Publicious Links: The (Insert Theme Here) Edition

Crowdsourcing is all the rage nowadays, so I thought I’d make, er, empower you all to come up with your own theme this week. Yeah, that’s it.

Here’s your template:

Intro paragraph citing some current event, 
with possibly strained metaphor to publishing technology.
Jokey second paragraph with parentheticals (galore).
<<insert goofy Photoshopped graphic>>
Closing paragraph, ending with a one-word sentence. Really.

Adobe is taking this crowdsourcing thing seriously, with a few new initiatives that seek to tap the power of the hivemind. First, Adobe Community Publishing is a rich internet application that allows/requests/begs you to write and upload content related to Adobe applications to their site.

Adobe CommunityIcon

It’s like a blogging tool where your content is published directly to Adobe’s site. After you sign in with your Adobe ID, you pick a template:

Picture 3

And have at it.

Picture 2

Secondly, Acrobat.com is also looking for a few of your good ideas. Got a feature or functionality request? Go over to ideas.acrobat.com and make your voice heard.

Also in a nod to crowdpower, Serna has make its Syntext XML editor open source.

Back in the day, the only people who could see music were in psychiatric wards and Grateful Dead shows. Now any shmoe with Photoshop can see music, edit it, and save it back as a sound file. Head over to Photosounder for info on editing audio files as images in Photoshop.

Design Science, makers of MathType, Math Flow, and Kraft Matharoni and Cheese (jk), has a useful guide to Math in eBooks, in the ePub standard.

While we’re on the XML subject, might as well point out the XML in Practice Conference coming up at the end of September in D.C. I learned a ton at the one in Boston a couple years ago. And I got a MarkLogic t-shirt, which catapulted me to a level of geek usually unseen in the Boston area outside the MIT campus. Maybe I can get Johnny Cupcakes to hack the design, and we can sell ’em for $40 a pop.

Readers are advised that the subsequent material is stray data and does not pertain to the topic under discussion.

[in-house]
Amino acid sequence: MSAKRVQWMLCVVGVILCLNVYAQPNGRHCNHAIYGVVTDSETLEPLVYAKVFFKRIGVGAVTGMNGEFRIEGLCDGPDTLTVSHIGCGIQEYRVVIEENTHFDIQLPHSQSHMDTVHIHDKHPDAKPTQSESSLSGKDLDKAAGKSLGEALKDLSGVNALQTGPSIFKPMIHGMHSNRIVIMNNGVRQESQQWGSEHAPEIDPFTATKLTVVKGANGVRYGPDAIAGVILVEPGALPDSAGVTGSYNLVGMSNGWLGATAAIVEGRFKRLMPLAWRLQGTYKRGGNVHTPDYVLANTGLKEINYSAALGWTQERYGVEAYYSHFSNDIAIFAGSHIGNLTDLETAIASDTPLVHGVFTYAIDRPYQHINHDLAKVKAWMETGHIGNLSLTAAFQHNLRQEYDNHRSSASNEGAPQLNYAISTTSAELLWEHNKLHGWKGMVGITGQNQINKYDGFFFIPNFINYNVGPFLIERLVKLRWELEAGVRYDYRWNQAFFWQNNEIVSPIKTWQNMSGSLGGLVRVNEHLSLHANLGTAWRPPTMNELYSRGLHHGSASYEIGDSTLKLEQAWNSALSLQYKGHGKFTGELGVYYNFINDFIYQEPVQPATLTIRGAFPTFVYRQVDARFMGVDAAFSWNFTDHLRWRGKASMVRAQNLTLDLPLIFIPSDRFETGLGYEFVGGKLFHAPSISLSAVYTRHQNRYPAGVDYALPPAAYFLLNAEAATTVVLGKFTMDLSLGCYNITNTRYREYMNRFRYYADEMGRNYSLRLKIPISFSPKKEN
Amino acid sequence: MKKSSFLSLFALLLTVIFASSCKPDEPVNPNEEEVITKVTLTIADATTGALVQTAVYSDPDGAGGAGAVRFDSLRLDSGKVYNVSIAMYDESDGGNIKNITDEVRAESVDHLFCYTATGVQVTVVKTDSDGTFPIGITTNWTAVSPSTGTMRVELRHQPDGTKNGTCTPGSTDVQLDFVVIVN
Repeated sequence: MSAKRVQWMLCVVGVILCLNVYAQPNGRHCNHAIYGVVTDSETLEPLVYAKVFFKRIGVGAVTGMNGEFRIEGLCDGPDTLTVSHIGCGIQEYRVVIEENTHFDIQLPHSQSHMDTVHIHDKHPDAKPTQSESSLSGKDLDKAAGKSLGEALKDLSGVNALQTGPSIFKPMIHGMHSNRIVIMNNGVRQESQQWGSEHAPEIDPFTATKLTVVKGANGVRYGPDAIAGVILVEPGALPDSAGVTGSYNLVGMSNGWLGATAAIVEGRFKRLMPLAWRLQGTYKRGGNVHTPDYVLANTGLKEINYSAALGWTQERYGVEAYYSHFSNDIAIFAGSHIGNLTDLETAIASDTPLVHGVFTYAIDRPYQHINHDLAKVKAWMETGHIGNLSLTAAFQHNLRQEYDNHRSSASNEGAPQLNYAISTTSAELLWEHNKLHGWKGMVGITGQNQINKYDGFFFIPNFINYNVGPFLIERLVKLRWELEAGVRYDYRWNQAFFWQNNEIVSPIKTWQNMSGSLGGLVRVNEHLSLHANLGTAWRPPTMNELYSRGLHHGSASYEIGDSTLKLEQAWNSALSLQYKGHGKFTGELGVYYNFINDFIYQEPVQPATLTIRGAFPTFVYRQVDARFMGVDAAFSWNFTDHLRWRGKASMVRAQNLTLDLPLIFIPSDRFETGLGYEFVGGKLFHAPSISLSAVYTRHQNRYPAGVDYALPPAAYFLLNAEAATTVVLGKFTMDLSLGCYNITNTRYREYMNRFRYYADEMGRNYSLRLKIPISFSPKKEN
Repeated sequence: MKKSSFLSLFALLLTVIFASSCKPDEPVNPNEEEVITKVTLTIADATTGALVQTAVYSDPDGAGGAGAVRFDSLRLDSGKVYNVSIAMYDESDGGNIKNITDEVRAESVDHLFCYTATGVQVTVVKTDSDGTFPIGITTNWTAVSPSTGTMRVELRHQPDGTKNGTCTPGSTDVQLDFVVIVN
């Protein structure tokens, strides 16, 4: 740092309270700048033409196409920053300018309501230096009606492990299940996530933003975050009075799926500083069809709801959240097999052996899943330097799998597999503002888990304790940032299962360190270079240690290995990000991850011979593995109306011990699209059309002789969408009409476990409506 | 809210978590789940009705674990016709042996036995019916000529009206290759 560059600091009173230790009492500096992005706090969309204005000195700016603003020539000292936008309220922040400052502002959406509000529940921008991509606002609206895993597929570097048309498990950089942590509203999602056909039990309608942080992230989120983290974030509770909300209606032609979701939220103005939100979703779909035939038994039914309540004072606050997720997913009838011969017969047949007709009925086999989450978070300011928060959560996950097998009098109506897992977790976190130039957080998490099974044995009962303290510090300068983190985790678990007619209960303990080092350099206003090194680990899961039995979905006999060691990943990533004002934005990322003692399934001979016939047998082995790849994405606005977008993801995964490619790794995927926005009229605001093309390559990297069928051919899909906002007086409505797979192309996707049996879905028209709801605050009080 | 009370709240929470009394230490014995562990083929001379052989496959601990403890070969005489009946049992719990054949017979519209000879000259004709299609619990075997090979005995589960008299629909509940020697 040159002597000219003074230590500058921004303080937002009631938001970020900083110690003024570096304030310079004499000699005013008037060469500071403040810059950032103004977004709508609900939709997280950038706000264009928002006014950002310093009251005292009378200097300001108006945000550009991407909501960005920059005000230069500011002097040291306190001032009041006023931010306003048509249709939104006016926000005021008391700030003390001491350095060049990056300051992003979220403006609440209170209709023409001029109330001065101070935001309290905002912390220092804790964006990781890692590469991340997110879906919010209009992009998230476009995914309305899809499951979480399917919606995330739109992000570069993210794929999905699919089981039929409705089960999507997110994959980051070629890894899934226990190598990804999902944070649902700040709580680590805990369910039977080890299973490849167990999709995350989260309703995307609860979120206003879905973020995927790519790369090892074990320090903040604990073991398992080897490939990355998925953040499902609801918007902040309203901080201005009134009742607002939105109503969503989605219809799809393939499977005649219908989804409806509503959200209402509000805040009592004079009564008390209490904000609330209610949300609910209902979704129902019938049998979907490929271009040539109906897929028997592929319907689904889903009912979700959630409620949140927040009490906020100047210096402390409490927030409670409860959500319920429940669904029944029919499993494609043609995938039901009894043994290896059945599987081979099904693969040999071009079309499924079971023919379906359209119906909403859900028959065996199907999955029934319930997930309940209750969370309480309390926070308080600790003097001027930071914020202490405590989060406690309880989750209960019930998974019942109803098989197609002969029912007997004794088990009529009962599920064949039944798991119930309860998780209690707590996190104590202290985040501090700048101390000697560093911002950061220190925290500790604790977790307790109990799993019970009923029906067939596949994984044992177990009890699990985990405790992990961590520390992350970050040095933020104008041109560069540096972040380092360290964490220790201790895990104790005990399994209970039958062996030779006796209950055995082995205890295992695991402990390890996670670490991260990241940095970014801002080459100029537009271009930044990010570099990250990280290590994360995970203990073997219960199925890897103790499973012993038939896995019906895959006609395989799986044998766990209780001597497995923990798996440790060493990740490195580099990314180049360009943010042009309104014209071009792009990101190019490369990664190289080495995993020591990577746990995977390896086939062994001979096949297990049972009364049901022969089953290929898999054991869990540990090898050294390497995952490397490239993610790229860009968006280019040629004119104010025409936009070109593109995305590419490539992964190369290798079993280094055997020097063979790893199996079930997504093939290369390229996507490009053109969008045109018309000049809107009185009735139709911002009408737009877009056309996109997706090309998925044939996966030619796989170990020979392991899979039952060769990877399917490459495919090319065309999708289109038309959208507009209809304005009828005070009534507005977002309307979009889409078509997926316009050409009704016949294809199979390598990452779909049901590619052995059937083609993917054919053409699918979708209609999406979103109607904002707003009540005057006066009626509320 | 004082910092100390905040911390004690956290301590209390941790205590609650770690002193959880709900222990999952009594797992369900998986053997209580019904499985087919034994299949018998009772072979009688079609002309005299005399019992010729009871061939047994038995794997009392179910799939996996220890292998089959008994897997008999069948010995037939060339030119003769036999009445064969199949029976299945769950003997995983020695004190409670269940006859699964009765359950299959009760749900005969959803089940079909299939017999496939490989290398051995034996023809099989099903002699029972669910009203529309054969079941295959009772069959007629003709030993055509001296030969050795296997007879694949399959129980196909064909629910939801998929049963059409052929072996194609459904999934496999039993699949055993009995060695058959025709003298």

Don’t touch that PDF if you don’t know where it’s been. Especially if it has a trojan virus embedded in a tiny Flash video.  Apparently we still have to be suspicious of PDF from unknown sources.

Typophile has a neat Flash tutorial on Typography 101.

Laughing Lion Design has a tutorial on achieving a letterpress effect in Photoshop.

Finally, over at my home away from home, InDesign Secrets, Steve Werner has posted tips and tricks for interactive Buttons in PDF (via InDesign).

Till next time, (insert closing).
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Lunchtime Links: The Economapocalypse Now Edition

All the bad economic news is starting to get to me. Stocks were up yesterday, but that doesn’t offset the fact that Zillow says my house is worth the same as a pepperoni pizza. I’d be tempted to go to the mall and pick pennies out of the fountains, but somebody probably beat me to them. Anyway, I’m getting ahead of myself. Now that my 401k has minned out, the fountain gig is my retirement plan 😉

If the prospect of a Great(er) Depression has got you down too, pull up a bowl of mac and cheese and check out these links. They’ll make you feel better (or at least distract you while the bank changes the locks on your house).